Clinical Speech and Language Studies

By Mariza Halliday - Last update

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What are Clinical Speech and Language Studies?

Human communication and interaction in the form of speech and language heavily rely on the ability to speak and write, listen and learn, and to be understood. A wide range of conditions can impair these abilities and Speech and Language Therapists will work with people of all ages to assess, diagnose and treat individuals with Speech and Language impairments.

Conditions such as a stroke, cerebral palsy, hearing impairments, learning disabilities, developmental delays, swallowing disorders and autism can all affect communication

Since communication difficulties affect every aspect of a person’s life, the work of the speech and language therapist is multi-faceted, and therapists work with other professionals in multidisciplinary teams in a variety of settings, from schools to hospitals and other clinical settings to establish treatment programs and help patients and their families as effectively as possible.

What 3rd level courses are available?

Universities and colleges in Ireland are offering Clinical Speech and Language Studies courses in the following subject areas:

  • B.Sc. in Clinical Speech & Language Studies – Gain a qualification in speech and language therapy from the school of Linguistic, Speech, and Communication Sciences.
  • Understanding Speech and Language Difficulties – The study of communication through speech and language and the difficulties of development of speech.
  • Speech & Language Therapy – Gain the skills and knowledge to help people minimize or overcome impaired speech, voice, language, or swallowing difficulties.

Studying Clinical Speech and Language Studies in college

There are much Clinical Speech and Language Studies courses that take place over 1 year to 4 years depending on the course and modules selected. There are also part-time courses and night courses available so you can be sure to fit in your studies no matter what your schedule is like.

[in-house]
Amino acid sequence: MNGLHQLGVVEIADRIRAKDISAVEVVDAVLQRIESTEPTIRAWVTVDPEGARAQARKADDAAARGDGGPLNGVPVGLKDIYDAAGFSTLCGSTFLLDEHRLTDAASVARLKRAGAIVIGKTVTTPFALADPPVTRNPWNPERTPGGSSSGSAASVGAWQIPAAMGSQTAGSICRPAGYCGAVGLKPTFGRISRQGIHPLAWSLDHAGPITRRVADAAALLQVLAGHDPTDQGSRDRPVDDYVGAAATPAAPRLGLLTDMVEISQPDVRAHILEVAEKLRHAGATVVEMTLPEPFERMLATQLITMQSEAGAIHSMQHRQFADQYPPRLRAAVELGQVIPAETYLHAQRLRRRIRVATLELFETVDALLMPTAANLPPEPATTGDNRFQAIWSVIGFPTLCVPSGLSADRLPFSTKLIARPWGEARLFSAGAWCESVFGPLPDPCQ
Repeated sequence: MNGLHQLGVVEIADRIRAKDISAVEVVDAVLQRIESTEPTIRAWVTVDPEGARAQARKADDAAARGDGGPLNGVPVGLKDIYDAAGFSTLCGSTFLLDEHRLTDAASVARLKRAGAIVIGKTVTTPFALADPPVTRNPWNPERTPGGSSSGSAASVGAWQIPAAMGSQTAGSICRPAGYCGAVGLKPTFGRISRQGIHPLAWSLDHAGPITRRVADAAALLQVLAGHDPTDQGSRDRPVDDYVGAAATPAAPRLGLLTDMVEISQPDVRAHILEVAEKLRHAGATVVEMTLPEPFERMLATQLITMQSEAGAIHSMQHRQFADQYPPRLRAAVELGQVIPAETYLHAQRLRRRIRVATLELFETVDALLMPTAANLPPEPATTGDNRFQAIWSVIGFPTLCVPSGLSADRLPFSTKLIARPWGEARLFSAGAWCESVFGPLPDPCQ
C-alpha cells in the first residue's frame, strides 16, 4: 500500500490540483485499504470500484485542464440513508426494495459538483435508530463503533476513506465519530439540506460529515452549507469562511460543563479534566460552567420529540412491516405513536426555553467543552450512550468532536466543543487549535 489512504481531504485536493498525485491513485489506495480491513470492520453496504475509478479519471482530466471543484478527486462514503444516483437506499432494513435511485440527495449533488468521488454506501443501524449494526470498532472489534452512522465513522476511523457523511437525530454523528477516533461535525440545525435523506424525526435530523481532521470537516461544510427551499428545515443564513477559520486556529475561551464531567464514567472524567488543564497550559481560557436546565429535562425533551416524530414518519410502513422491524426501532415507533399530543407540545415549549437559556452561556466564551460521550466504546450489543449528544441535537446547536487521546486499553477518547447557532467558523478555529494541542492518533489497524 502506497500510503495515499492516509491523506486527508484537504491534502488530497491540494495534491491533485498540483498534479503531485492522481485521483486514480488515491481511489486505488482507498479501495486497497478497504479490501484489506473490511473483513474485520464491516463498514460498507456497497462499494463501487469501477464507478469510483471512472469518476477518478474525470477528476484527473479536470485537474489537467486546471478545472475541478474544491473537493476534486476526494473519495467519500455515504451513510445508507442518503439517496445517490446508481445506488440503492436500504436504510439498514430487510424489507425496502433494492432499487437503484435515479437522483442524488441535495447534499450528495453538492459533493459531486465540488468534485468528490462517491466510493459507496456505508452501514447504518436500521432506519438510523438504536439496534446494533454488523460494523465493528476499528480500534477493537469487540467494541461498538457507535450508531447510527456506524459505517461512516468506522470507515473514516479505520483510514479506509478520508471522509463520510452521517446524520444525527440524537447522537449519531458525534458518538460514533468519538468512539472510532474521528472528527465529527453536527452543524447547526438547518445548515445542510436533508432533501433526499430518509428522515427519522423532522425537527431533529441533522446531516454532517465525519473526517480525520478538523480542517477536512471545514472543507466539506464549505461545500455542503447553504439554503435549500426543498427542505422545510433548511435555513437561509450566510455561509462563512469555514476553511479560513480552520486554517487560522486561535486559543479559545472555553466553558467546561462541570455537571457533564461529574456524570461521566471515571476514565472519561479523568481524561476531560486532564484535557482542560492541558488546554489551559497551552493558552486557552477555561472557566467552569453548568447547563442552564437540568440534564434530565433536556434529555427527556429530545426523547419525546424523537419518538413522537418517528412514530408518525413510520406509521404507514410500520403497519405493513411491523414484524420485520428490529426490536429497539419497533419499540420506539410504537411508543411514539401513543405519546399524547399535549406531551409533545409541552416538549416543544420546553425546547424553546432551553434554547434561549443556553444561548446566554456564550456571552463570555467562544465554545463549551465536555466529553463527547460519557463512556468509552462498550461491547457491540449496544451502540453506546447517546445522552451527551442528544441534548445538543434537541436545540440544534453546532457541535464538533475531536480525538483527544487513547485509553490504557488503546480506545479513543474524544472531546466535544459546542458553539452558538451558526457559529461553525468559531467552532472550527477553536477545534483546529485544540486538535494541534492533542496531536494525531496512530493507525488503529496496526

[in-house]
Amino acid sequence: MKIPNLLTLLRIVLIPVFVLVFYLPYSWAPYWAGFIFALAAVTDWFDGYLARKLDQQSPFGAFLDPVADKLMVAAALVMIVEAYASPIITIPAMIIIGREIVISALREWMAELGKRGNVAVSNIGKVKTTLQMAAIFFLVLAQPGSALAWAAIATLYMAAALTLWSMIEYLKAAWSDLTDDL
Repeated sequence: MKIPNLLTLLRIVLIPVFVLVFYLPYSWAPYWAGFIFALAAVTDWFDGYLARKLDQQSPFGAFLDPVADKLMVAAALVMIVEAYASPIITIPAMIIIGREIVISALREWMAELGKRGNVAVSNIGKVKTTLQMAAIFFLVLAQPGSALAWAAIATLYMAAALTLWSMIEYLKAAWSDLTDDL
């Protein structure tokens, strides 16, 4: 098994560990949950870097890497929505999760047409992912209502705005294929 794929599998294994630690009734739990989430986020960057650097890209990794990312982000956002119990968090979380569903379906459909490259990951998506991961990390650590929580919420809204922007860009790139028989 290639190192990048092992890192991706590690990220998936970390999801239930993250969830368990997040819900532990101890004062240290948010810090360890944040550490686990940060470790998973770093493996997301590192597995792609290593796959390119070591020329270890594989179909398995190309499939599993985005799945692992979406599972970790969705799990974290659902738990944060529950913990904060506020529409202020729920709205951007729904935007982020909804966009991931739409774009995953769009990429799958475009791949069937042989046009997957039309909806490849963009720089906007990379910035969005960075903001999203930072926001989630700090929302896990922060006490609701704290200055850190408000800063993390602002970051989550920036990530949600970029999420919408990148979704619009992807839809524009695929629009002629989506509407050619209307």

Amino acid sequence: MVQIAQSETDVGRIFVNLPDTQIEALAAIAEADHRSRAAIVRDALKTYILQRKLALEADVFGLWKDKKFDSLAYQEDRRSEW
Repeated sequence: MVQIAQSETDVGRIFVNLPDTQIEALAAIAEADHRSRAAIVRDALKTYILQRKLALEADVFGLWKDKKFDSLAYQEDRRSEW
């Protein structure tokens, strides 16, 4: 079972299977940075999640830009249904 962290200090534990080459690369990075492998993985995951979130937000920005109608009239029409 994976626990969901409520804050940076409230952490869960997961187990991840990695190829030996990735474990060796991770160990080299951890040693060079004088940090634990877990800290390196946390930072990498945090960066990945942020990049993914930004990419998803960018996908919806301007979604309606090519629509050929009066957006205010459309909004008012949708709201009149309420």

Courses will cover all theory work through lectures, assignments, tutorials, and taught modules. Assessments will take place continuously with written examinations and practical assignments combined to achieve a qualification. The practical components of the courses are very important. These may take place in schools, hospitals, and community health clinics and help to develop your skills in the assessment and treatment of people with communication disorders.

You could also consider work experience or volunteering to help with clinical activities and other relevant work placements. Work Experience will not only help to provide an important learning context from the start of your studies but will allow you to obtain a deeper knowledge and understanding of the industry. Work Experience will also give you a chance to do some essential networking with other industry professionals and gain valuable contacts for the future.

Career options

After completing a course in Clinical Speech and Language Studies you will be able to get started in a career that uses specific knowledge of communication and speech and language impairments and therapies.

Speech and language therapists work with a variety of people to assess, diagnose and treat clients for a variety of disorders including childhood speech and language disorders, stammers, acquired speech and language disorders from injury or disease, voice disorders, and even eating, drinking, and swallowing difficulties.

Speech and Language Therapists also work with clients who cannot communicate through normal means to develop alternative forms of communication or use specialized computing devices. They work and liaise with parents, carers, and other professionals, such as teachers, nurses, occupational therapists, and doctors.